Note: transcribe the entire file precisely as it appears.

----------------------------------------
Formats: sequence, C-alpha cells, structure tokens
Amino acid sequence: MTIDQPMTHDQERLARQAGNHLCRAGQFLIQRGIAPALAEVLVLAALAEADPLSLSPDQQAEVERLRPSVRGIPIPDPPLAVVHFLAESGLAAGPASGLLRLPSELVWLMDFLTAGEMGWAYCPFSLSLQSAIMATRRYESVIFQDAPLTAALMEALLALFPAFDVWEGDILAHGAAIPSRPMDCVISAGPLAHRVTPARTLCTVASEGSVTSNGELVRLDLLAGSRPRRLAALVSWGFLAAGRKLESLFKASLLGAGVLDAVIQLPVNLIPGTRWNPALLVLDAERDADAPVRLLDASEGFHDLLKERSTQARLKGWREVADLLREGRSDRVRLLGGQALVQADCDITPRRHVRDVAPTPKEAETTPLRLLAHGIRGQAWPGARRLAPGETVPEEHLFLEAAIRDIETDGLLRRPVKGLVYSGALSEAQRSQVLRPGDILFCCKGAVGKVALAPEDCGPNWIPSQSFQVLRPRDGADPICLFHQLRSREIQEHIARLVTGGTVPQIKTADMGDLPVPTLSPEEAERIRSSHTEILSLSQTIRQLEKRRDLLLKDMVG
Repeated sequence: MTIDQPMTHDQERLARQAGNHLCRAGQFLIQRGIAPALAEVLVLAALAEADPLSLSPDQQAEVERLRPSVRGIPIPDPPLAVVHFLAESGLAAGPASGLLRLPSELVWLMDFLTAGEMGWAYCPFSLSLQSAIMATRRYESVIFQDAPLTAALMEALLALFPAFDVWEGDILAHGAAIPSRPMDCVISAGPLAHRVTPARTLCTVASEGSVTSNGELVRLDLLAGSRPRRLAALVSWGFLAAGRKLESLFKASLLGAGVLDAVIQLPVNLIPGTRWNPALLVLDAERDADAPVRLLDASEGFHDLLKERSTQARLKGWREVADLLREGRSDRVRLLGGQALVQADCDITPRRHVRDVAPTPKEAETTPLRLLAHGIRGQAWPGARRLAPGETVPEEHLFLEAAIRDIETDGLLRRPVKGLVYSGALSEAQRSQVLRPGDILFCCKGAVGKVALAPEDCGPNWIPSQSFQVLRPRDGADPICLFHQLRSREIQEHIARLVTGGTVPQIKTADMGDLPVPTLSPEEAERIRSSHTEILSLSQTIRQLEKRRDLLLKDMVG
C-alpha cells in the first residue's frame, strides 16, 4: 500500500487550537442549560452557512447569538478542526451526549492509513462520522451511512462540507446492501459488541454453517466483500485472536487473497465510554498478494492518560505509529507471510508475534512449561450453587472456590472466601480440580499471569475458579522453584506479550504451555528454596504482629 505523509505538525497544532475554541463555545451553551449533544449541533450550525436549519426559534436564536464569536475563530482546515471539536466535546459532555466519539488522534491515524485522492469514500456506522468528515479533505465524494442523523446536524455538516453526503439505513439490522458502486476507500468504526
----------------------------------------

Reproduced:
Formats: sequence, C-alpha cells, structure tokens
Amino acid sequence: MTIDQPMTHDQERLARQAGNHLCRAGQFLIQRGIAPALAEVLVLAALAEADPLSLSPDQQAEVERLRPSVRGIPIPDPPLAVVHFLAESGLAAGPASGLLRLPSELVWLMDFLTAGEMGWAYCPFSLSLQSAIMATRRYESVIFQDAPLTAALMEALLALFPAFDVWEGDILAHGAAIPSRPMDCVISAGPLAHRVTPARTLCTVASEGSVTSNGELVRLDLLAGSRPRRLAALVSWGFLAAGRKLESLFKASLLGAGVLDAVIQLPVNLIPGTRWNPALLVLDAERDADAPVRLLDASEGFHDLLKERSTQARLKGWREVADLLREGRSDRVRLLGGQALVQADCDITPRRHVRDVAPTPKEAETTPLRLLAHGIRGQAWPGARRLAPGETVPEEHLFLEAAIRDIETDGLLRRPVKGLVYSGALSEAQRSQVLRPGDILFCCKGAVGKVALAPEDCGPNWIPSQSFQVLRPRDGADPICLFHQLRSREIQEHIARLVTGGTVPQIKTADMGDLPVPTLSPEEAERIRSSHTEILSLSQTIRQLEKRRDLLLKDMVG
Repeated sequence: MTIDQPMTHDQERLARQAGNHLCRAGQFLIQRGIAPALAEVLVLAALAEADPLSLSPDQQAEVERLRPSVRGIPIPDPPLAVVHFLAESGLAAGPASGLLRLPSELVWLMDFLTAGEMGWAYCPFSLSLQSAIMATRRYESVIFQDAPLTAALMEALLALFPAFDVWEGDILAHGAAIPSRPMDCVISAGPLAHRVTPARTLCTVASEGSVTSNGELVRLDLLAGSRPRRLAALVSWGFLAAGRKLESLFKASLLGAGVLDAVIQLPVNLIPGTRWNPALLVLDAERDADAPVRLLDASEGFHDLLKERSTQARLKGWREVADLLREGRSDRVRLLGGQALVQADCDITPRRHVRDVAPTPKEAETTPLRLLAHGIRGQAWPGARRLAPGETVPEEHLFLEAAIRDIETDGLLRRPVKGLVYSGALSEAQRSQVLRPGDILFCCKGAVGKVALAPEDCGPNWIPSQSFQVLRPRDGADPICLFHQLRSREIQEHIARLVTGGTVPQIKTADMGDLPVPTLSPEEAERIRSSHTEILSLSQTIRQLEKRRDLLLKDMVG
C-alpha cells in the first residue's frame, strides 16, 4: 500500500487550537442549560452557512447569538478542526451526549492509513462520522451511512462540507446492501459488541454453517466483500485472536487473497465510554498478494492518560505509529507471510508475534512449561450453587472456590472466601480440580499471569475458579522453584506479550504451555528454596504482629 505523509505538525497544532475554541463555545451553551449533544449541533450550525436549519426559534436564536464569536475563530482546515471539536466535546459532555466519539488522534491515524485522492469514500456506522468528515479533505465524494442523523446536524455538516453526503439505513439490522458502486476507500468504526